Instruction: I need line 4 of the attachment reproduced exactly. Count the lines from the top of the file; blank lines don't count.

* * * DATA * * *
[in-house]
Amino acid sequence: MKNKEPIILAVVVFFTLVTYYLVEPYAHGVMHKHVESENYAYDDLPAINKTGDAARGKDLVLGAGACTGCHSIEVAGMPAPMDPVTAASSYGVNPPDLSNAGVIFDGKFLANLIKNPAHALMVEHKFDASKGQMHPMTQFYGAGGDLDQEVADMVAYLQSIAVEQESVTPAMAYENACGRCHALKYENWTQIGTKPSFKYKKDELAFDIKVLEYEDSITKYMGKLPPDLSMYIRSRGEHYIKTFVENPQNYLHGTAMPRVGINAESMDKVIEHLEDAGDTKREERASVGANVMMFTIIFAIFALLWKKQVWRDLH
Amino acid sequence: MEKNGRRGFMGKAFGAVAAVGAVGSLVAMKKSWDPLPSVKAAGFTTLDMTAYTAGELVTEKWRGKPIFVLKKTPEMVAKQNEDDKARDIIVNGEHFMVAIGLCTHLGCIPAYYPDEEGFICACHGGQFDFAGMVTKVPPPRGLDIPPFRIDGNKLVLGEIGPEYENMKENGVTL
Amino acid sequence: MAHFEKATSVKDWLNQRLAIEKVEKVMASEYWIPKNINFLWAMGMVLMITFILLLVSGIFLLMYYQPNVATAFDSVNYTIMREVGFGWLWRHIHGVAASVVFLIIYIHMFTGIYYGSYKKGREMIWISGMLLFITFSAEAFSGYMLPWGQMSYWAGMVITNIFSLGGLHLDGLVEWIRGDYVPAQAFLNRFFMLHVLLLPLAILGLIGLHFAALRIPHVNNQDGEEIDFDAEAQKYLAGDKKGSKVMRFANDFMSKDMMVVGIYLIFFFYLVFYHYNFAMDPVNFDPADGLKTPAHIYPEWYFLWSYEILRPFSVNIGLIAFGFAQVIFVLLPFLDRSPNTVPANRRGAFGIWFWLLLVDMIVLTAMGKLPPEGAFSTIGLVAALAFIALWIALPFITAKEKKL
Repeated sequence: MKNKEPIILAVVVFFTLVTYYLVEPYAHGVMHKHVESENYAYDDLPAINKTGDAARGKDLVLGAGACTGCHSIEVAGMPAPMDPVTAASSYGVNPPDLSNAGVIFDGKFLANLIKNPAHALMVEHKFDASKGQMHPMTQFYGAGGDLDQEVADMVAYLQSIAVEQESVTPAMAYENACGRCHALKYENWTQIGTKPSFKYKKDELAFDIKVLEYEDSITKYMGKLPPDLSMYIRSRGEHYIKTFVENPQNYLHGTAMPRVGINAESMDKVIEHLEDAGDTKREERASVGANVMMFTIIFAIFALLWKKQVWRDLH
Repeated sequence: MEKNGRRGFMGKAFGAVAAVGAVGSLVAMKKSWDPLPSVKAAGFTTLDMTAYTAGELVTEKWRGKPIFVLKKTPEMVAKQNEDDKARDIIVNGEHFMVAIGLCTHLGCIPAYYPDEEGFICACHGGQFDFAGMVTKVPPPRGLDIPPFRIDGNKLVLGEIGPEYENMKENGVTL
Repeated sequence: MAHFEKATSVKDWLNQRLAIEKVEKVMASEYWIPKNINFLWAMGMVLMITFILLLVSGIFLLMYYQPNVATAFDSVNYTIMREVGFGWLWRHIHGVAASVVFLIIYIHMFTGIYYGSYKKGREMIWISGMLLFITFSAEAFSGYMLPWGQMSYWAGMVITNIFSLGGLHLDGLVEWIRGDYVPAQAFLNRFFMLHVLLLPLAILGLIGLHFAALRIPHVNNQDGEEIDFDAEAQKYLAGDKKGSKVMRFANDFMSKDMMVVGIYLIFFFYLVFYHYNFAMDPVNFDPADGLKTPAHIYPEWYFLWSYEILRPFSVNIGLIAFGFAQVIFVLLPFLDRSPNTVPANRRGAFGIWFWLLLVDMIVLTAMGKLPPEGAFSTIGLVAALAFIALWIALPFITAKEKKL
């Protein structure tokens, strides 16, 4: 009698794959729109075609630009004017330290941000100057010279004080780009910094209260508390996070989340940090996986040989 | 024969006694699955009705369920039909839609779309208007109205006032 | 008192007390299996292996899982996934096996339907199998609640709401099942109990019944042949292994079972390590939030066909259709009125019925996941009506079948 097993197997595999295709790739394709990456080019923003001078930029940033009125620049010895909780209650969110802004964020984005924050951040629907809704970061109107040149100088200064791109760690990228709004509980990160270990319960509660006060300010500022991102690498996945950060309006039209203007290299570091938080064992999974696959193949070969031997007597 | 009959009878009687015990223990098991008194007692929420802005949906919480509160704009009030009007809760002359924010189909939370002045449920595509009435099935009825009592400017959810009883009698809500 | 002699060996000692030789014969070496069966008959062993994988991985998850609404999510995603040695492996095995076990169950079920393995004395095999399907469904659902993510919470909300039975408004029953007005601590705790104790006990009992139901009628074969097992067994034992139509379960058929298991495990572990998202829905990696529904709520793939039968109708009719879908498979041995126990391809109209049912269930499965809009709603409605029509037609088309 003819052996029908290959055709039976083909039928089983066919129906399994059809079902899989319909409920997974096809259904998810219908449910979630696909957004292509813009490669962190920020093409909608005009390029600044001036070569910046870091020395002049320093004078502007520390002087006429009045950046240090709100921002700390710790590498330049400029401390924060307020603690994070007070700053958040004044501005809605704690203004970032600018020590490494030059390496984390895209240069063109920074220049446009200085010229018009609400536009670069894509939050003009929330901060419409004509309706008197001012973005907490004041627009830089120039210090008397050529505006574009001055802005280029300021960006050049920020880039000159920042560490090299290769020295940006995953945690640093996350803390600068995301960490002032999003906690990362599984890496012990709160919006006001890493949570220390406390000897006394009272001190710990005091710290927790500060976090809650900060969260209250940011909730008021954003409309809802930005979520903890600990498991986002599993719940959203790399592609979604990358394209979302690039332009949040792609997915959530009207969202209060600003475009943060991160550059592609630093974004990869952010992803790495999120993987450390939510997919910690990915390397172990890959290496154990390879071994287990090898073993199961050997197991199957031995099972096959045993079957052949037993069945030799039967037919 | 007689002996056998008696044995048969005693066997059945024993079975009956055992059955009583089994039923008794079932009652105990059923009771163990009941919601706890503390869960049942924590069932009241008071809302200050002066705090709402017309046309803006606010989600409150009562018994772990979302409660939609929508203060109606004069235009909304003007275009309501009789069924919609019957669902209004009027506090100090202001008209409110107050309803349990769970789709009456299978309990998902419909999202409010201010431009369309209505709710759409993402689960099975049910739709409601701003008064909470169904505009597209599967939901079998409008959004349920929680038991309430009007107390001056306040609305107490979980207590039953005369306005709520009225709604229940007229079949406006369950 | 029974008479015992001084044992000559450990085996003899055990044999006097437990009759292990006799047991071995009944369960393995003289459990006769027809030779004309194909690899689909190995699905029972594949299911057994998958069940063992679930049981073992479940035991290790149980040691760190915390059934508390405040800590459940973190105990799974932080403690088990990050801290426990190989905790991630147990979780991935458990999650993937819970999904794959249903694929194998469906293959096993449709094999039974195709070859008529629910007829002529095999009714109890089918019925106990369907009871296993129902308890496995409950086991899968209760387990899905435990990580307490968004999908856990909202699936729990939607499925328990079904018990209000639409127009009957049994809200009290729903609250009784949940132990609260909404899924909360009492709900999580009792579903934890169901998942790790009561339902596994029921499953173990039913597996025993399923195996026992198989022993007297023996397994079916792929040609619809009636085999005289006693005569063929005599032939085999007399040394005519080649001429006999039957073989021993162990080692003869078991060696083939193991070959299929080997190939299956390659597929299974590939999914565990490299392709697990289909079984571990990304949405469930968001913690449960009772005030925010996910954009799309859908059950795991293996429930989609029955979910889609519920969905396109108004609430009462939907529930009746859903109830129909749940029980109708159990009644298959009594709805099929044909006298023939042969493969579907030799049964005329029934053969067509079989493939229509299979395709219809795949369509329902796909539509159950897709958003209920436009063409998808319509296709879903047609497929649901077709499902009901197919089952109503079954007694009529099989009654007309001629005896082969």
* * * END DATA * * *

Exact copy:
Amino acid sequence: MAHFEKATSVKDWLNQRLAIEKVEKVMASEYWIPKNINFLWAMGMVLMITFILLLVSGIFLLMYYQPNVATAFDSVNYTIMREVGFGWLWRHIHGVAASVVFLIIYIHMFTGIYYGSYKKGREMIWISGMLLFITFSAEAFSGYMLPWGQMSYWAGMVITNIFSLGGLHLDGLVEWIRGDYVPAQAFLNRFFMLHVLLLPLAILGLIGLHFAALRIPHVNNQDGEEIDFDAEAQKYLAGDKKGSKVMRFANDFMSKDMMVVGIYLIFFFYLVFYHYNFAMDPVNFDPADGLKTPAHIYPEWYFLWSYEILRPFSVNIGLIAFGFAQVIFVLLPFLDRSPNTVPANRRGAFGIWFWLLLVDMIVLTAMGKLPPEGAFSTIGLVAALAFIALWIALPFITAKEKKL